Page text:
Andrew Cuomo got some great news yesterday with the announcement that Suffolk County executive Steve Levy may run for governor.
Cuomo’s onetime sidekick and running-mate Charlie King rushed to the op-ed pages of the New York Post to declare how great it was that Levy was, supposedly, starting the debate the state needs. King brandished his black credentials to insist that it’s “wrong” for anyone “to criticize Levy for running against (David) Paterson,” and to suggest that anyone, like Papa Basil Paterson and the Gang of Four, who injects race into the campaign “trivializes the crisis we live in” and “demeans us.”
Levy’s entry into the campaign — he actually formed an exploratory committee in mid-December — is a door-opener for Cuomo…
The attorney general cannot be accused of taking down an incumbent black governor if another prominent Democrat has already indicated his willingness to do so. How likely is it that a savvy pol like Levy put himself out there without a wink from front runner Cuomo? Does he stay in the race when the state Democratic committee designates Cuomo as the party’s official candidate at its convention this spring? Does Paterson?
Of course, Charlie King isn’t an important enough voice in state politics to command instant op-ed space in the Post. He was the head of Al Sharpton’s National Action Network until recently, and then became a Sharpton consultant. That’s why insiders are interpreting his comments as a signal from the Grand Master of Racebaiting that Cuomo will not be branded a “white interloper,” to use the Rev’s once-favorite phrase.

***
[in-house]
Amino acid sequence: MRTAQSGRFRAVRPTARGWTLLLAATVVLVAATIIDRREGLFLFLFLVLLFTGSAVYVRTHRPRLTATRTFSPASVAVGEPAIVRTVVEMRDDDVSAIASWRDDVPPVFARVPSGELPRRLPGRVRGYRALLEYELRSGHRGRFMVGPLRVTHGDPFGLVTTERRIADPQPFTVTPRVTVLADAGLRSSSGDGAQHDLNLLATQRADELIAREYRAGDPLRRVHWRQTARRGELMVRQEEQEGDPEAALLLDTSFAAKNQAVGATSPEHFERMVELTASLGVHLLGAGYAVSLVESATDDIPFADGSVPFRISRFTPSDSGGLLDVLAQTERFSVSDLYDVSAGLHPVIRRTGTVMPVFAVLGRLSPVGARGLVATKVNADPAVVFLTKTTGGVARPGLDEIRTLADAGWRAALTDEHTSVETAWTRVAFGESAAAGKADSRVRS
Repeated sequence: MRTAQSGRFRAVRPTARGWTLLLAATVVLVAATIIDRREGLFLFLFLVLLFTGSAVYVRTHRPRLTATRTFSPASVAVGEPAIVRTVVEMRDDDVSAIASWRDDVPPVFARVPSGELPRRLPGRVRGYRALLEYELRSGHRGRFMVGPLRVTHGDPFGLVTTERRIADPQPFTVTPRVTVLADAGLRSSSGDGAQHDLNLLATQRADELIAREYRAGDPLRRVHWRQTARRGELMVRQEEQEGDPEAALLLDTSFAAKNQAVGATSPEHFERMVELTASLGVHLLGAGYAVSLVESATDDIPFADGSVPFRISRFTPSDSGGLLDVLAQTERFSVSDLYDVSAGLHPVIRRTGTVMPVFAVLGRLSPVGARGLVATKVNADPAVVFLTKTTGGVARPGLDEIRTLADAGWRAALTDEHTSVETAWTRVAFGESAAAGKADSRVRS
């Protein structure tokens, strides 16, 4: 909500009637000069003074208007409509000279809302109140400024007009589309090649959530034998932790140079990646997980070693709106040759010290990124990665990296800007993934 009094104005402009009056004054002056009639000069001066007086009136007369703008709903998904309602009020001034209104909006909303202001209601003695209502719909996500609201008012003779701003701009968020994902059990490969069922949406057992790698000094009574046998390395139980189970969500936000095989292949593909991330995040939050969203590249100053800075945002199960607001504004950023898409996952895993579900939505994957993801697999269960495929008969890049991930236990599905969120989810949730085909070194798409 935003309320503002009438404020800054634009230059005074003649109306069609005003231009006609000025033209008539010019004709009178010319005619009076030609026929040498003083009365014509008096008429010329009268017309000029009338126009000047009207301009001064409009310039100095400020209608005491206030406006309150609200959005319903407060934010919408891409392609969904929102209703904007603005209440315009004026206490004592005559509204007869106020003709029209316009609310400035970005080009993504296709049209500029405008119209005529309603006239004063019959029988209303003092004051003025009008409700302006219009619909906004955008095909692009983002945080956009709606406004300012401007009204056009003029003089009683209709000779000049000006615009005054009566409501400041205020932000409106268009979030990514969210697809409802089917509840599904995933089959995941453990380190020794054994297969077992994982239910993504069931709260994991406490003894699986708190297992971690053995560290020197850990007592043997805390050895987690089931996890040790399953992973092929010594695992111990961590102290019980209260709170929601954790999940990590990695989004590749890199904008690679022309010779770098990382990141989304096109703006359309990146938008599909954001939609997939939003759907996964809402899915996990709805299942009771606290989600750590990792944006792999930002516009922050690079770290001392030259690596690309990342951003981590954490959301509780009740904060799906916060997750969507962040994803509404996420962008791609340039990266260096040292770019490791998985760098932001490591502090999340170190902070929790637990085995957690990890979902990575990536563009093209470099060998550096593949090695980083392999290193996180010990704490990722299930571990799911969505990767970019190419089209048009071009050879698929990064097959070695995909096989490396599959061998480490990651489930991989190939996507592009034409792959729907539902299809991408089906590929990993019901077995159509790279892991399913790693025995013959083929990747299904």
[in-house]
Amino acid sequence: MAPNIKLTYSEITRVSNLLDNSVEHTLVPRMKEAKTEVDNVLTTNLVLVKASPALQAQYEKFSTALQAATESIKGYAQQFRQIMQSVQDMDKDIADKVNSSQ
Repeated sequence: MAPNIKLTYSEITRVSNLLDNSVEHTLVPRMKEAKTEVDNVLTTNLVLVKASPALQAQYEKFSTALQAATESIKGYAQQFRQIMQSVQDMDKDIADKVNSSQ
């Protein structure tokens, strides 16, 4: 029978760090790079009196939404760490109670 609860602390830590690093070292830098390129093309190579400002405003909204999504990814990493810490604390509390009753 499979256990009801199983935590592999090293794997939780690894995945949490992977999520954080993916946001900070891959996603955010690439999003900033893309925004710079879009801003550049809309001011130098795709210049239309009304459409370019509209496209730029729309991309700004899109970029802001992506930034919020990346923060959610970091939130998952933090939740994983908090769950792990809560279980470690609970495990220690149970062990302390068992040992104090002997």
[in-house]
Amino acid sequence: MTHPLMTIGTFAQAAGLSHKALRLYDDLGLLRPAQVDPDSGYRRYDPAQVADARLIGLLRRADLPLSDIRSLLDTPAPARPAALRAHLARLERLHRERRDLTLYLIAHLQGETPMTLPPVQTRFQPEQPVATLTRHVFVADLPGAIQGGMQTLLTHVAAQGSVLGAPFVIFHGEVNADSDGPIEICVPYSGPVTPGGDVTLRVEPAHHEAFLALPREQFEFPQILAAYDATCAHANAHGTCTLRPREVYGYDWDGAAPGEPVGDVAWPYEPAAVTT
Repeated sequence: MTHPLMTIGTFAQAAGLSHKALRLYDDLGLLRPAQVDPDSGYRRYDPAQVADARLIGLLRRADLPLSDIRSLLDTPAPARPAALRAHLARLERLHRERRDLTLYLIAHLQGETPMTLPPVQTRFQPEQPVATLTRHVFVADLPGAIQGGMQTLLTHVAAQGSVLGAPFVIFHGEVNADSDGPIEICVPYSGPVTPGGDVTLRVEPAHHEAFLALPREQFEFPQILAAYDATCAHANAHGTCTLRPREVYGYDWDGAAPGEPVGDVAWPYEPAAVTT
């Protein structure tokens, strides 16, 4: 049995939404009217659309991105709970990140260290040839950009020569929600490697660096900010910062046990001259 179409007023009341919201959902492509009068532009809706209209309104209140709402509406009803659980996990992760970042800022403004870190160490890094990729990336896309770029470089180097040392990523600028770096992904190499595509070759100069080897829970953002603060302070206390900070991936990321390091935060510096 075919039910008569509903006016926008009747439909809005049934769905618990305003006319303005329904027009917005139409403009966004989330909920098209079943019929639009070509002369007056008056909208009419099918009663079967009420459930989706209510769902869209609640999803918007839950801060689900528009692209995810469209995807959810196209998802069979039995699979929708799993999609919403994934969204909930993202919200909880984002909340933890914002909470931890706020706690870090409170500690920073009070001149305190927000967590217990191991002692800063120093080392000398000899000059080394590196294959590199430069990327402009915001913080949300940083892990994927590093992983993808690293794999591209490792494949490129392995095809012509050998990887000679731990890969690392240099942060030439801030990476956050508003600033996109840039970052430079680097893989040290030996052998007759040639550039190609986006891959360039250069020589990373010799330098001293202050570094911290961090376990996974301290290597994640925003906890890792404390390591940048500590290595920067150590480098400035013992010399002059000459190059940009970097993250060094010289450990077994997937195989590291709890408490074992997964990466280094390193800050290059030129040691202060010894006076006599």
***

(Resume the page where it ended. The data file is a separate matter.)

King is now a political consultant and his prime client is none other than Kirsten Gillibrand, who Sharpton was in such a rush to endorse that he did it in mid-2009, even before he endorsed Bill Thompson, who was actually running in 2009. King knows better than anyone that what the governor giveth, he can also taketh away. Perhaps the most vulnerable Democrat on the presumed statewide ticket, Gillibrand can’t possibly want Paterson’s name above hers’ on the ballot.
Who was Gillibrand praising at the same moment that King’s op-ed appeared in the Post? She issued a press release lauding Cuomo for filing a brief in the legal effort to block the spread of an invasive species of fish, Asian carp, into New York waterways. Gillibrand has made this a major upstate issue and Cuomo, not the governor who appointed her, has just become her prime New York ally. She, Cuomo and Congressman Mike McMahon even did a fraud workshop together in Staten Island recently.
Paterson is trying to make this a messy primary for Cuomo, hoping he can discourage him from making the run by suggesting that he will pay a black price for doing so. But the fact is that there is a silver lining for Cuomo in Paterson’s apparent determination to stay in the race. With all the anti-incumbent feeling that rose to the surface in the November election, from Westchester to Nassau, Cuomo can ride that fervor only if Paterson stays in long enough for Andrew to take him out. Otherwise, if Andrew starts the year off as the Democratic nominee in such a Democratic state, he may feel like an incumbent to voters by November. Paterson’s doggedness is, in some respects, a political asset to Cuomo.
Research assistance from Scott Greenberg, Alana Horwitz, Aaron Howell & T.J. Raphael.